Afghan Human Rights Office Opens in Herat; Gender Advocacy, Security Needed
The Afghan Independent Human Rights Commission, led by former women's affairs minister Dr Sima Samar, opened its Herat office today—the first beyond Kabul. Among those attending the inauguration ceremony were Herat Gov. Ismail Khan and UN and government officials. The Associated Press reported that after the ceremony, an Afghan journalist working for a US government-supported radio station was arrested, beaten, and then released. The Commission is expected to investigate the case. The warlord Khan is notorious for stifling political dissent and independent media throughout the province while imposing Taliban-like restrictions on women and girls.
International donors this week answered a call Monday from Afghan Finance Minister Ashraf Ghani requesting $2.25 billion in foreign aid for the upcoming fiscal year, which begins Friday. Pledging $2 billion, the countries reiterated their commitment to assist in Afghanistan’s reconstruction. The US exceeded its earlier pledges with a promise of $820 million, while Japan and the European Union agreed to give $500 million over the next two and a half years and $432 million until 2005, respectively, according to Reuters. Afghan officials said $1.7 billion would go towards infrastructure redevelopment and other areas targeted for funding would include boosting security and combating the re-burgeoning opium industry.
The stream of foreign aid entering Afghanistan suggests that much work remains to be done. Last November, the US, Japan, and Saudi Arabia pledged aid to resume construction of the critical Kabul-Kandahar-Herat highway. Earlier this year, Japan donated US$35 million toward an UN-supported disarmament program, reported the Associated Press. Last week, the United States Agency for International Development (USAID) announced $60 million to print textbooks and rebuild schools throughout Afghanistan.
Nonetheless, progress remains slow. A report released by the International Crisis Group (ICG) entitled “Afghanistan: Women and Reconstruction” argues that sustainable improvements will require an institutional and cultural overhaul, “mainstreaming gender issues in the development process as a whole,” stated the organization’s press release. ICG Senior Analyst in Afghanistan, Vikram Parekh stated, “…many women activists operate in a difficult environment and some report being threatened. ICG has consistently argued for the extension of the International Security Assistance Force (ISAF) beyond the capital and this is just as important in this context, so that Afghan women activist can operate effectively.”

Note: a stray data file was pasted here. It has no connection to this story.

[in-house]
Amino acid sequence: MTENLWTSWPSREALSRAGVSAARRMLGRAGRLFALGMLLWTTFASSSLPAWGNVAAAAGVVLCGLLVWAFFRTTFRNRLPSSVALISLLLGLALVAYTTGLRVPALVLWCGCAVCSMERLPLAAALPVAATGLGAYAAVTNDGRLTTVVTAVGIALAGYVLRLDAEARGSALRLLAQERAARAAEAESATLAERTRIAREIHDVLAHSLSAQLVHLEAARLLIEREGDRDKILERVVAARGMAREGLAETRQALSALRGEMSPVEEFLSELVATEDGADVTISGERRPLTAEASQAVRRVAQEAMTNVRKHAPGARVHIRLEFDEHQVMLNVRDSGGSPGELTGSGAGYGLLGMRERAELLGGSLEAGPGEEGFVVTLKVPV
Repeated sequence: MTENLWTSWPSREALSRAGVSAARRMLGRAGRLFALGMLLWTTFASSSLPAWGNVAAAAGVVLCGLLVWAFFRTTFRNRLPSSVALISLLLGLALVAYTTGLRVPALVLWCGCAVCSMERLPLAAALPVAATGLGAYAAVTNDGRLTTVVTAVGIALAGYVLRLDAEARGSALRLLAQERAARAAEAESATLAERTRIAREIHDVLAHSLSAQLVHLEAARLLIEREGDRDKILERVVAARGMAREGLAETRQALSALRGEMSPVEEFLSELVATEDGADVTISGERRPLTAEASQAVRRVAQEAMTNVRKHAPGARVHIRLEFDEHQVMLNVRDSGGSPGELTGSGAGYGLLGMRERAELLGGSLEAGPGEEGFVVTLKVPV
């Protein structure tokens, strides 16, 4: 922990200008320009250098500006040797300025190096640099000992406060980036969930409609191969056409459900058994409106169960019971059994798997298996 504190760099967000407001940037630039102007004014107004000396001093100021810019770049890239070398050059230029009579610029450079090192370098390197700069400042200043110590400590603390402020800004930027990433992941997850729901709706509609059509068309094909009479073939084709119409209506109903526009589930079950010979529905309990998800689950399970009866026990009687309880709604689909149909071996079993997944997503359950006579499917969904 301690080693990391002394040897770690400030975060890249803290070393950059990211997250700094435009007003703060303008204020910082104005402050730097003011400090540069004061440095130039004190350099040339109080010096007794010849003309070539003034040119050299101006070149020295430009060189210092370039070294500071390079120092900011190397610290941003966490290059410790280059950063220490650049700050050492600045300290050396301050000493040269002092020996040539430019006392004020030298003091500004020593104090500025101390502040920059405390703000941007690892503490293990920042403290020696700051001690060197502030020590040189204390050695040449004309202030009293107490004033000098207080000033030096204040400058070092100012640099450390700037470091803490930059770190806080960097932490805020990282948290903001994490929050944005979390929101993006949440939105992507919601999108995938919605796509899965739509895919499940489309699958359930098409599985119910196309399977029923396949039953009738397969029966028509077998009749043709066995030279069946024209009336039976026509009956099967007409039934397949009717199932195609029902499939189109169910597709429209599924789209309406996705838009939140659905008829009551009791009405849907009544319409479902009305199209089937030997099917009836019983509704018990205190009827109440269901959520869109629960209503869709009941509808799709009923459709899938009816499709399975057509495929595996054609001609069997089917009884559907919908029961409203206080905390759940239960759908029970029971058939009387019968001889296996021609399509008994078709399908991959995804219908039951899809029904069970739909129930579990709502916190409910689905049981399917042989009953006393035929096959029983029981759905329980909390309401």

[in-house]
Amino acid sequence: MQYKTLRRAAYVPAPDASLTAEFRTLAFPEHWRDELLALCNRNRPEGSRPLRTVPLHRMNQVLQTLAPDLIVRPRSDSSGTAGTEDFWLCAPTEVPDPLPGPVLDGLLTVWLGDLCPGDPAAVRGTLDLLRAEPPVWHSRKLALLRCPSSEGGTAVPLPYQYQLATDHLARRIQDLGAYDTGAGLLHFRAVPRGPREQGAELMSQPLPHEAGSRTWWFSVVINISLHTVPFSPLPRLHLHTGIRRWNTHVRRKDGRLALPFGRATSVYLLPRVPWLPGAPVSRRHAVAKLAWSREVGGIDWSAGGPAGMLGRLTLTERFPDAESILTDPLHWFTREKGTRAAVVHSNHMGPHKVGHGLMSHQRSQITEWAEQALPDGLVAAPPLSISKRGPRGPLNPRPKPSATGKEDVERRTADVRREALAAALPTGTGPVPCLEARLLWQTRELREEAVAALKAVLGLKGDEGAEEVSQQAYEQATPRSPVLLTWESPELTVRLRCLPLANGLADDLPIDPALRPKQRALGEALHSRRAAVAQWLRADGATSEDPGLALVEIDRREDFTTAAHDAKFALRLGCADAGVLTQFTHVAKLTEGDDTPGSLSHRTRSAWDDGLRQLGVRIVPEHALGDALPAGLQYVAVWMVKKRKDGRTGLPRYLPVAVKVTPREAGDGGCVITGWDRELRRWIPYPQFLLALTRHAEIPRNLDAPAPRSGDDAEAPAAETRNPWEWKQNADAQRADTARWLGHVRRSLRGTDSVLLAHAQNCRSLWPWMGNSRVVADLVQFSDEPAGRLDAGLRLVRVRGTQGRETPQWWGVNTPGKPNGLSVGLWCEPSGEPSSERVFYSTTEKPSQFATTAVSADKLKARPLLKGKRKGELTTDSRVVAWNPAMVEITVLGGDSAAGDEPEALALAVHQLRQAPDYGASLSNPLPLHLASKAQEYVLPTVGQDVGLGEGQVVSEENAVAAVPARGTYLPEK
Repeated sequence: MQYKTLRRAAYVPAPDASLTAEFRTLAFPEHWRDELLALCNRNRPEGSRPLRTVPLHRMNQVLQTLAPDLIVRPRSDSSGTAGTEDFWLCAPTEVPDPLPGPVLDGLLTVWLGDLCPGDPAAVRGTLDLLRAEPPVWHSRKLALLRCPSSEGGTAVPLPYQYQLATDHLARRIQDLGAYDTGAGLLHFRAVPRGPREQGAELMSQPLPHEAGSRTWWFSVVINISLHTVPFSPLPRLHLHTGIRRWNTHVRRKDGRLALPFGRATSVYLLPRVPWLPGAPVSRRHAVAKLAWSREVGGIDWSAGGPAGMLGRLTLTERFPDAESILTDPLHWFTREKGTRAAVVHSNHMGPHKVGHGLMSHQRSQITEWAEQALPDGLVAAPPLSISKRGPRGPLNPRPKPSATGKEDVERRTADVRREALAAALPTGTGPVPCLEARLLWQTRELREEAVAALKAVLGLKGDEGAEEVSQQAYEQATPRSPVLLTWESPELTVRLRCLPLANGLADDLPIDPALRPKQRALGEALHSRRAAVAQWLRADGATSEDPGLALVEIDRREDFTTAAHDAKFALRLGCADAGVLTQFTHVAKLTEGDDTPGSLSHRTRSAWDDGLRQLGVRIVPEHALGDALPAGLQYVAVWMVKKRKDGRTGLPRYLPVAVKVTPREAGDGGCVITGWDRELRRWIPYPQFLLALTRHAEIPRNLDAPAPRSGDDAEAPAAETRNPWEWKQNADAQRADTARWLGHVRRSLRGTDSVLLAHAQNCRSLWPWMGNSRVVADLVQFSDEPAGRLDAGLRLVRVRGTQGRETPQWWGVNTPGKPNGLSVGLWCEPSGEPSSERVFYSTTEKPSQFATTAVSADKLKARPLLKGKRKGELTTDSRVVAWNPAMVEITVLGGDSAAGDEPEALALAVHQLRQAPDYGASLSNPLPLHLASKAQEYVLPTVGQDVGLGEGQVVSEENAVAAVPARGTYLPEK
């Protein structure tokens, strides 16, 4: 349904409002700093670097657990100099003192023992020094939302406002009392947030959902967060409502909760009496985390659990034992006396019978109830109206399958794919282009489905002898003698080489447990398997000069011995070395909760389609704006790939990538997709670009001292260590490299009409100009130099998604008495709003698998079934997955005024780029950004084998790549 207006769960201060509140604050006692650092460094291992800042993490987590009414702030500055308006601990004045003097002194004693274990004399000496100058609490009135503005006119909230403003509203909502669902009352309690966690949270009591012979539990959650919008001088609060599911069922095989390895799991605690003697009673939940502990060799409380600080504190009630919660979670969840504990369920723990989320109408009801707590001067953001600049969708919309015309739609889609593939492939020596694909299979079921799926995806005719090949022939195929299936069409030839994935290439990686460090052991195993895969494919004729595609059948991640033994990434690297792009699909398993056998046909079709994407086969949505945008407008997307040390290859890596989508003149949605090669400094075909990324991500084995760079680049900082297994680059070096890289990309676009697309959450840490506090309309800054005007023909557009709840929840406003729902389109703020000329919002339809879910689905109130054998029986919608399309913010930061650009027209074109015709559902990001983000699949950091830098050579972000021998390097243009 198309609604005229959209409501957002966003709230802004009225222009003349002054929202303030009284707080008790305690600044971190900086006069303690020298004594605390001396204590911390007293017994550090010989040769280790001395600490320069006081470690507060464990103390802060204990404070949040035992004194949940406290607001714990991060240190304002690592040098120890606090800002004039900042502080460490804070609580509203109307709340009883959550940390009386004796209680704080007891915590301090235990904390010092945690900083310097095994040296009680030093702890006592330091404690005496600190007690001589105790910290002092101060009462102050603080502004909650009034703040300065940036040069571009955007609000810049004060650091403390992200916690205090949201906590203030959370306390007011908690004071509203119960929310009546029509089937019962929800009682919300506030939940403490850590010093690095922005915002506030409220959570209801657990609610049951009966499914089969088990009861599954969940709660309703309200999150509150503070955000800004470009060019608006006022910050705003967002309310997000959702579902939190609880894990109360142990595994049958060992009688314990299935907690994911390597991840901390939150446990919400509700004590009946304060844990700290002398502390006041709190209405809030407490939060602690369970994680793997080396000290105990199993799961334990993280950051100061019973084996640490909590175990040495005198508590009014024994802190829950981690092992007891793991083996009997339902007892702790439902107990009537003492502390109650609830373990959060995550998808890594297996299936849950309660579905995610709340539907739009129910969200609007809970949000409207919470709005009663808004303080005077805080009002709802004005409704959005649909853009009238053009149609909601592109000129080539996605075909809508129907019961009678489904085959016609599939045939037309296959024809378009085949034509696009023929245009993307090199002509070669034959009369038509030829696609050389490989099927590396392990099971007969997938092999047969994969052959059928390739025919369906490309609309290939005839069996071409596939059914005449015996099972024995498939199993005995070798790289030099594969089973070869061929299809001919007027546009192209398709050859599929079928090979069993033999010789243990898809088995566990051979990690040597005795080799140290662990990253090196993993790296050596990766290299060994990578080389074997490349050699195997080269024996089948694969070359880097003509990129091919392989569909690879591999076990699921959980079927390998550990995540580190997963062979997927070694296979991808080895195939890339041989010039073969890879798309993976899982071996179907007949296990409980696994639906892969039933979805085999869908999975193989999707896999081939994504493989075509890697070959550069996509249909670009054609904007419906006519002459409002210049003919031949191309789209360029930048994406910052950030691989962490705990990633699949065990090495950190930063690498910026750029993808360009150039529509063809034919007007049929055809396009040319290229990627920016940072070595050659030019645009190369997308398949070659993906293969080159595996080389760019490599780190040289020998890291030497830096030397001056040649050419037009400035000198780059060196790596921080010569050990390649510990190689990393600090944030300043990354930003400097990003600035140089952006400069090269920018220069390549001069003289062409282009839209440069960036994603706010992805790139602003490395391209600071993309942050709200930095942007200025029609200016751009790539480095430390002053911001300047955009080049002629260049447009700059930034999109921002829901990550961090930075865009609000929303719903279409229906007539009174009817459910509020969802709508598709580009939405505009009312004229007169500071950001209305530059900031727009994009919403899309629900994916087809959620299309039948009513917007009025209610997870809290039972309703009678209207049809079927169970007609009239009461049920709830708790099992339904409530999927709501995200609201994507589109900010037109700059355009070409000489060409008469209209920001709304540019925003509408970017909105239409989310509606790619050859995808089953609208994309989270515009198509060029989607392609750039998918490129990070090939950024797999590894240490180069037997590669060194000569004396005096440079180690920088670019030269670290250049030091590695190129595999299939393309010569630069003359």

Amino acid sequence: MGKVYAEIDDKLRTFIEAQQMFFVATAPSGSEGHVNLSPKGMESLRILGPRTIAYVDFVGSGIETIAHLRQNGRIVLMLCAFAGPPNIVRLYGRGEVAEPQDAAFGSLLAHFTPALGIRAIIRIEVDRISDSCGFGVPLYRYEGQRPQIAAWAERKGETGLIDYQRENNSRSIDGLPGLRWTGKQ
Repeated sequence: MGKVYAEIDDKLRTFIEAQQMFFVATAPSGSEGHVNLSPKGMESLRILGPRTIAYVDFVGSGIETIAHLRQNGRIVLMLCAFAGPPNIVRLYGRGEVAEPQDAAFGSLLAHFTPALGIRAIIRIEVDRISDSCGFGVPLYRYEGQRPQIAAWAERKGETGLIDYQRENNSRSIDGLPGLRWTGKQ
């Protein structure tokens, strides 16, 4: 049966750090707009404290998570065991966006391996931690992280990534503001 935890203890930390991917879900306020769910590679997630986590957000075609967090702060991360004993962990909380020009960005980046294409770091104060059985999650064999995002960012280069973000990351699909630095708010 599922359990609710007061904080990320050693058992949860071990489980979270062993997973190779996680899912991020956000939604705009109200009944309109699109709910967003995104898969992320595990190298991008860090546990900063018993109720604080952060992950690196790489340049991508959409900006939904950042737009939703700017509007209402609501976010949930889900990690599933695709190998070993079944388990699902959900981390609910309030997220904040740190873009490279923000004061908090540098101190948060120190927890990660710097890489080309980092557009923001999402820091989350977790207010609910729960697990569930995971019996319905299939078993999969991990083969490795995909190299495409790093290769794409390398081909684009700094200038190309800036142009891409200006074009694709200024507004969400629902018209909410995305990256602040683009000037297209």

Meanwhile, 15 women remain imprisoned in Kabul’s jail—mostly on charges of petty crimes, such as adultery or refusal to marry with parental consent. Last November, in celebration of Ramadan, Afghan President Hamid Karzai granted amnesty to 20 women jailed in Kabul.
8/28/2015 Alaska Court Protects Abortion Access for Low-Income Women - The Alaska Superior Court struck down a state law yesterday that would have severely limited abortion access for low-income women in Alaska.
The state's Superior Court also struck down a Department of Health and Social Services regulation that placed narrow specifications on Medicaid coverage for abortions, requiring that Medicaid-funded abortions be determined by a physician to be "medically necessary." Last year, the Center for Reproductive Rights, the American Civil Liberties Union, and Planned Parenthood sued on behalf of the Planned Parenthood of the Great Northwest, claiming that the narrow definition of "medically necessary" arbitrarily established conditions designed to restrict the ability of low-income women to access abortion services.
The law was temporarily blocked last July by an Alaskan state court judge.
Superior Court Judge John Suddock ordered yesterday that the state be blocked from implementing this regulation, ruling that it placed an undue burden on low-income women seeking abortion services in Alaska.
"By providing health care to all poor Alaskans except women who need abortions, the challenged regulation violates the state constitutional guarantee of 'equal rights, opportunities, and protection under the law'," the ruling read.
"We applaud the superior court for striing down these cruel restrictions on women's health and rights that violate the Alaska Constitution," said Chris Charbonneau, CEO of Planned Parenthood of the Great Northwest and the Hawaiian Islands. . . .
8/26/2015 Saudi Women Prepare to Vote for the First Time - The fight for gender equality is making slow but notable progress in Saudi Arabia, where women will be allowed to vote for the first time in upcoming December elections.
This shift in Saudi law came in 2011, when a royal decree announced that women would be allowed to vote and run in local elections beginning in December of 2015. . . .